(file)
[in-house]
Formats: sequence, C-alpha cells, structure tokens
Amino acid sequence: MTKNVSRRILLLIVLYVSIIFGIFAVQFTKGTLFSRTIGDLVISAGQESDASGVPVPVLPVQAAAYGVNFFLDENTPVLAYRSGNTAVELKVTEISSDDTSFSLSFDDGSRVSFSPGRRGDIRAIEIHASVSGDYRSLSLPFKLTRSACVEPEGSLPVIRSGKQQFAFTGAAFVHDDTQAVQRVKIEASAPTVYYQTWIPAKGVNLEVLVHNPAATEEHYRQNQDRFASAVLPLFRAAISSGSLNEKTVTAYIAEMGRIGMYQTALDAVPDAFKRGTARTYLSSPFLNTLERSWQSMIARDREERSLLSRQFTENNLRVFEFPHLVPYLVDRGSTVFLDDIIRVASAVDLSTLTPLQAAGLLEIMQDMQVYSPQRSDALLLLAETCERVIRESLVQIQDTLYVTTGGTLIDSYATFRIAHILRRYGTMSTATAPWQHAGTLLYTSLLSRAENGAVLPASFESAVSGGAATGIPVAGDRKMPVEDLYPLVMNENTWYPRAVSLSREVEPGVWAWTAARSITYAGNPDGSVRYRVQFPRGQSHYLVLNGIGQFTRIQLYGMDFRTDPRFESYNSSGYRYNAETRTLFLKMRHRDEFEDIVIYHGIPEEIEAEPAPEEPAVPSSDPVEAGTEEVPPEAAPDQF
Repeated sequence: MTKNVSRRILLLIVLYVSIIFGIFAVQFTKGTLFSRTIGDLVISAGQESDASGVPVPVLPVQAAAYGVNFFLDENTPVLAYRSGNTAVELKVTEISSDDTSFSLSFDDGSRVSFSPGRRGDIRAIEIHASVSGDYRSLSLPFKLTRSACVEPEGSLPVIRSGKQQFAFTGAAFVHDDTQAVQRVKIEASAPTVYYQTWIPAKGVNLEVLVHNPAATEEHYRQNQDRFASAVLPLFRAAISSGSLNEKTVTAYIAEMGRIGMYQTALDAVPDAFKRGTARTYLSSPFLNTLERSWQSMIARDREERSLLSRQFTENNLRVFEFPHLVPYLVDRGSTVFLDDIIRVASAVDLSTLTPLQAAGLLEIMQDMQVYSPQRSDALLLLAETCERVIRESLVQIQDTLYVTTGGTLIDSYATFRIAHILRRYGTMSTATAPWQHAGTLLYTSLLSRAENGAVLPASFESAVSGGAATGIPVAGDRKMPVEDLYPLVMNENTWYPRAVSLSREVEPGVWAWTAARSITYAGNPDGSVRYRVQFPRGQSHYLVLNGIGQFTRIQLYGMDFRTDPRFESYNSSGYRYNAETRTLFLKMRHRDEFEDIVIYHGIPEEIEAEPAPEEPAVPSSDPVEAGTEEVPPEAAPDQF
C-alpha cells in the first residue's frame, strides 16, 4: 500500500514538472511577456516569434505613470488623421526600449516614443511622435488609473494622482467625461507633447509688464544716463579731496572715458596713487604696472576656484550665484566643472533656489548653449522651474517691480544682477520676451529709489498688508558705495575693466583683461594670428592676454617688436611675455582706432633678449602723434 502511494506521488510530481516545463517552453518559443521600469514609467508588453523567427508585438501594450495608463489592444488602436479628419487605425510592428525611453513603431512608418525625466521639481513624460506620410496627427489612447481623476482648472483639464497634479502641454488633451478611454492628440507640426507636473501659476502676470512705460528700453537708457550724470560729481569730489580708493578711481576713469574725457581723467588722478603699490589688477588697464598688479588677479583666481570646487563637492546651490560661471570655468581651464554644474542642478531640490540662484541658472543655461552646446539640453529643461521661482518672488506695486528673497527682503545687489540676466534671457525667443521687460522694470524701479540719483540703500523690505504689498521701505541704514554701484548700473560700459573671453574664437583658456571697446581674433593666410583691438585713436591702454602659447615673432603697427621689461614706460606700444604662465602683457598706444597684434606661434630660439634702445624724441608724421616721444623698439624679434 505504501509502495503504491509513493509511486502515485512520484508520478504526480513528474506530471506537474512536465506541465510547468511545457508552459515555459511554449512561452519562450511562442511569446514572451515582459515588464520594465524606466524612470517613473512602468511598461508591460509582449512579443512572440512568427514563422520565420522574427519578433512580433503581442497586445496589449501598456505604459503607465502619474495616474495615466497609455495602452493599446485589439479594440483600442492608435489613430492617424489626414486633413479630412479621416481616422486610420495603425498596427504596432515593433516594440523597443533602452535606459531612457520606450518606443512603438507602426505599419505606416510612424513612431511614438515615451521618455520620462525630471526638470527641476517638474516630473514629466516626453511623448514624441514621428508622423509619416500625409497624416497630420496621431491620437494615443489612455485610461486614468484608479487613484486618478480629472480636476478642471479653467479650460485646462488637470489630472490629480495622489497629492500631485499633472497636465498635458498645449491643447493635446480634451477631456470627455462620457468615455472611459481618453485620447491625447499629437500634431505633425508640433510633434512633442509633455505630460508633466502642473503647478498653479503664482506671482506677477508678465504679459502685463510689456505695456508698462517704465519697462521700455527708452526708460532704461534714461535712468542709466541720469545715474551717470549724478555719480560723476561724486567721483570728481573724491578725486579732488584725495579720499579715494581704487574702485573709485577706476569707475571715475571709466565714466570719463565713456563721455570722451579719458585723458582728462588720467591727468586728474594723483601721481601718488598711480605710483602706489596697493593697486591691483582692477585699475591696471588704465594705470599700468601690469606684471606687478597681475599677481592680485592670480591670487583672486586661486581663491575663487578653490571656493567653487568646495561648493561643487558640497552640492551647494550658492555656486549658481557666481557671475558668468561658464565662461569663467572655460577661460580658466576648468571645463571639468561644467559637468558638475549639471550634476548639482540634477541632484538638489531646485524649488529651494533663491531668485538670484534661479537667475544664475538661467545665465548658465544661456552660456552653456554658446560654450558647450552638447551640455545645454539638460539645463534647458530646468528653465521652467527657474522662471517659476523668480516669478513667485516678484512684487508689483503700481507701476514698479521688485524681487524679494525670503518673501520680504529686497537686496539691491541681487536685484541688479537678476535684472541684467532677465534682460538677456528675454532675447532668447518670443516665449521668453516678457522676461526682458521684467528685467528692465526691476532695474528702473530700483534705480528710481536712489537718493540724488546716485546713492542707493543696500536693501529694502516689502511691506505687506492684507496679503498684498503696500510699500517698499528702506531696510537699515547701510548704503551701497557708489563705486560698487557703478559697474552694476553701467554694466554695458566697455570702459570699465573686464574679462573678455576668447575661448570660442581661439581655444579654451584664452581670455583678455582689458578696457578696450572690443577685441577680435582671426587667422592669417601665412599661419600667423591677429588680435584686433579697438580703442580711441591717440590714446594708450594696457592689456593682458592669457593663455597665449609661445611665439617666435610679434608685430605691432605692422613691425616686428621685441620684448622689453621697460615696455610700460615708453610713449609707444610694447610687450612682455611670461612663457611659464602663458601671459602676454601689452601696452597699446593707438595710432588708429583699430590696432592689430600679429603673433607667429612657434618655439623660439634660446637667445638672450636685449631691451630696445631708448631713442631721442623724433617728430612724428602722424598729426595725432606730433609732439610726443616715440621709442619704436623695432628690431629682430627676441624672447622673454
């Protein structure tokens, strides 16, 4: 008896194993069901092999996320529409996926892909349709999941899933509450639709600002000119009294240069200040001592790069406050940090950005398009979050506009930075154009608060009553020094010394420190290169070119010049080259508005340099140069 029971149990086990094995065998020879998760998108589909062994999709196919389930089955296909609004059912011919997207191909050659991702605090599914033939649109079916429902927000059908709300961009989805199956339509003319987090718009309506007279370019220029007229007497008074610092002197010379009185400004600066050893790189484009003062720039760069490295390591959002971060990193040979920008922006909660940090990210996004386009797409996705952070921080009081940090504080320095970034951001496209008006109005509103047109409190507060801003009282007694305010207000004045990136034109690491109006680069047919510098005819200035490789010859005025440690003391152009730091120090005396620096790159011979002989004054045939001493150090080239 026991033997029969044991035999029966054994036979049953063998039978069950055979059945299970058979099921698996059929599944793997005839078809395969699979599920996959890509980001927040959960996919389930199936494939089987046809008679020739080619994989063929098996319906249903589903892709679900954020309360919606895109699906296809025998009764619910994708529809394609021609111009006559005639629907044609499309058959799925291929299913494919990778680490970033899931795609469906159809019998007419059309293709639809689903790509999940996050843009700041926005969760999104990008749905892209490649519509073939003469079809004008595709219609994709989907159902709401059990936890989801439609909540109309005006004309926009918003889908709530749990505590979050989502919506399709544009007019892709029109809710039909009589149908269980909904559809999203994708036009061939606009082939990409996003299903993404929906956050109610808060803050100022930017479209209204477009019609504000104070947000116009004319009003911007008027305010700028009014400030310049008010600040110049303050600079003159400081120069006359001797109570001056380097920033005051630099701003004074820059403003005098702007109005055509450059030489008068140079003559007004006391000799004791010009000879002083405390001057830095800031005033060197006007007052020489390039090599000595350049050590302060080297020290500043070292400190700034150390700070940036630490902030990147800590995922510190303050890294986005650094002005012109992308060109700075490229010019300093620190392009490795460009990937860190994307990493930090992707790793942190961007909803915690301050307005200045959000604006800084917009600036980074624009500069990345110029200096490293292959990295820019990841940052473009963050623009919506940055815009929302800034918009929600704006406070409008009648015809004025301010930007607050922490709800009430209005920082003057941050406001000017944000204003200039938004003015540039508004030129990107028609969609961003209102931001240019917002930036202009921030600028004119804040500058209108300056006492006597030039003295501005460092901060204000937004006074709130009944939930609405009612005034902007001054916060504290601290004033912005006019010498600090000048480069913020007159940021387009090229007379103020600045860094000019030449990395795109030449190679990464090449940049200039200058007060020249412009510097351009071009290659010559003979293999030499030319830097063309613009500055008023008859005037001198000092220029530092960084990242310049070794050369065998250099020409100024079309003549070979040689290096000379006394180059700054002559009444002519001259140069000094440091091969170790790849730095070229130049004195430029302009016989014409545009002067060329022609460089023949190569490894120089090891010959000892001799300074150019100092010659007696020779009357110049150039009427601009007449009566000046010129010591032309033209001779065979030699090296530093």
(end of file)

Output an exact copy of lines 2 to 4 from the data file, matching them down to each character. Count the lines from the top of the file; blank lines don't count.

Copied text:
Formats: sequence, C-alpha cells, structure tokens
Amino acid sequence: MTKNVSRRILLLIVLYVSIIFGIFAVQFTKGTLFSRTIGDLVISAGQESDASGVPVPVLPVQAAAYGVNFFLDENTPVLAYRSGNTAVELKVTEISSDDTSFSLSFDDGSRVSFSPGRRGDIRAIEIHASVSGDYRSLSLPFKLTRSACVEPEGSLPVIRSGKQQFAFTGAAFVHDDTQAVQRVKIEASAPTVYYQTWIPAKGVNLEVLVHNPAATEEHYRQNQDRFASAVLPLFRAAISSGSLNEKTVTAYIAEMGRIGMYQTALDAVPDAFKRGTARTYLSSPFLNTLERSWQSMIARDREERSLLSRQFTENNLRVFEFPHLVPYLVDRGSTVFLDDIIRVASAVDLSTLTPLQAAGLLEIMQDMQVYSPQRSDALLLLAETCERVIRESLVQIQDTLYVTTGGTLIDSYATFRIAHILRRYGTMSTATAPWQHAGTLLYTSLLSRAENGAVLPASFESAVSGGAATGIPVAGDRKMPVEDLYPLVMNENTWYPRAVSLSREVEPGVWAWTAARSITYAGNPDGSVRYRVQFPRGQSHYLVLNGIGQFTRIQLYGMDFRTDPRFESYNSSGYRYNAETRTLFLKMRHRDEFEDIVIYHGIPEEIEAEPAPEEPAVPSSDPVEAGTEEVPPEAAPDQF
Repeated sequence: MTKNVSRRILLLIVLYVSIIFGIFAVQFTKGTLFSRTIGDLVISAGQESDASGVPVPVLPVQAAAYGVNFFLDENTPVLAYRSGNTAVELKVTEISSDDTSFSLSFDDGSRVSFSPGRRGDIRAIEIHASVSGDYRSLSLPFKLTRSACVEPEGSLPVIRSGKQQFAFTGAAFVHDDTQAVQRVKIEASAPTVYYQTWIPAKGVNLEVLVHNPAATEEHYRQNQDRFASAVLPLFRAAISSGSLNEKTVTAYIAEMGRIGMYQTALDAVPDAFKRGTARTYLSSPFLNTLERSWQSMIARDREERSLLSRQFTENNLRVFEFPHLVPYLVDRGSTVFLDDIIRVASAVDLSTLTPLQAAGLLEIMQDMQVYSPQRSDALLLLAETCERVIRESLVQIQDTLYVTTGGTLIDSYATFRIAHILRRYGTMSTATAPWQHAGTLLYTSLLSRAENGAVLPASFESAVSGGAATGIPVAGDRKMPVEDLYPLVMNENTWYPRAVSLSREVEPGVWAWTAARSITYAGNPDGSVRYRVQFPRGQSHYLVLNGIGQFTRIQLYGMDFRTDPRFESYNSSGYRYNAETRTLFLKMRHRDEFEDIVIYHGIPEEIEAEPAPEEPAVPSSDPVEAGTEEVPPEAAPDQF